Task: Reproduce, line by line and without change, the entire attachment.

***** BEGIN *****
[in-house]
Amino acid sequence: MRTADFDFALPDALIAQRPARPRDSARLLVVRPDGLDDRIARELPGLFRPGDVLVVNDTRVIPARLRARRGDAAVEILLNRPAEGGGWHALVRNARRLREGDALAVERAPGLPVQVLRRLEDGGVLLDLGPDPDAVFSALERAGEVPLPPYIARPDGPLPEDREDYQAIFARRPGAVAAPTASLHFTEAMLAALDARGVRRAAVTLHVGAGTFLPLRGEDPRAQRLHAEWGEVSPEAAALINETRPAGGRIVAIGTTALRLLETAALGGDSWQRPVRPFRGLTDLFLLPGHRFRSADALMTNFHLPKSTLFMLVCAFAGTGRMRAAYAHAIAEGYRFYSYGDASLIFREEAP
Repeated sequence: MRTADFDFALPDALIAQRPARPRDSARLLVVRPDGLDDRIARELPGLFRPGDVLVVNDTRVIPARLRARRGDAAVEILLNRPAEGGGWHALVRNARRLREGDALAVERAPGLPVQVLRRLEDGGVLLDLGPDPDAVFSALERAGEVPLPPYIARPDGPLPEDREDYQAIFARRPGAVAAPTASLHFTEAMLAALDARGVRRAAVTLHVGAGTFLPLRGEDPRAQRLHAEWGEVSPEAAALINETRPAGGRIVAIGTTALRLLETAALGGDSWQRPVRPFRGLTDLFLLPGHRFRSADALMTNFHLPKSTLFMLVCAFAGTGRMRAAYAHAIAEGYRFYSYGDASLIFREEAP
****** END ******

[in-house]
Amino acid sequence: MRTADFDFALPDALIAQRPARPRDSARLLVVRPDGLDDRIARELPGLFRPGDVLVVNDTRVIPARLRARRGDAAVEILLNRPAEGGGWHALVRNARRLREGDALAVERAPGLPVQVLRRLEDGGVLLDLGPDPDAVFSALERAGEVPLPPYIARPDGPLPEDREDYQAIFARRPGAVAAPTASLHFTEAMLAALDARGVRRAAVTLHVGAGTFLPLRGEDPRAQRLHAEWGEVSPEAAALINETRPAGGRIVAIGTTALRLLETAALGGDSWQRPVRPFRGLTDLFLLPGHRFRSADALMTNFHLPKSTLFMLVCAFAGTGRMRAAYAHAIAEGYRFYSYGDASLIFREEAP
Repeated sequence: MRTADFDFALPDALIAQRPARPRDSARLLVVRPDGLDDRIARELPGLFRPGDVLVVNDTRVIPARLRARRGDAAVEILLNRPAEGGGWHALVRNARRLREGDALAVERAPGLPVQVLRRLEDGGVLLDLGPDPDAVFSALERAGEVPLPPYIARPDGPLPEDREDYQAIFARRPGAVAAPTASLHFTEAMLAALDARGVRRAAVTLHVGAGTFLPLRGEDPRAQRLHAEWGEVSPEAAALINETRPAGGRIVAIGTTALRLLETAALGGDSWQRPVRPFRGLTDLFLLPGHRFRSADALMTNFHLPKSTLFMLVCAFAGTGRMRAAYAHAIAEGYRFYSYGDASLIFREEAP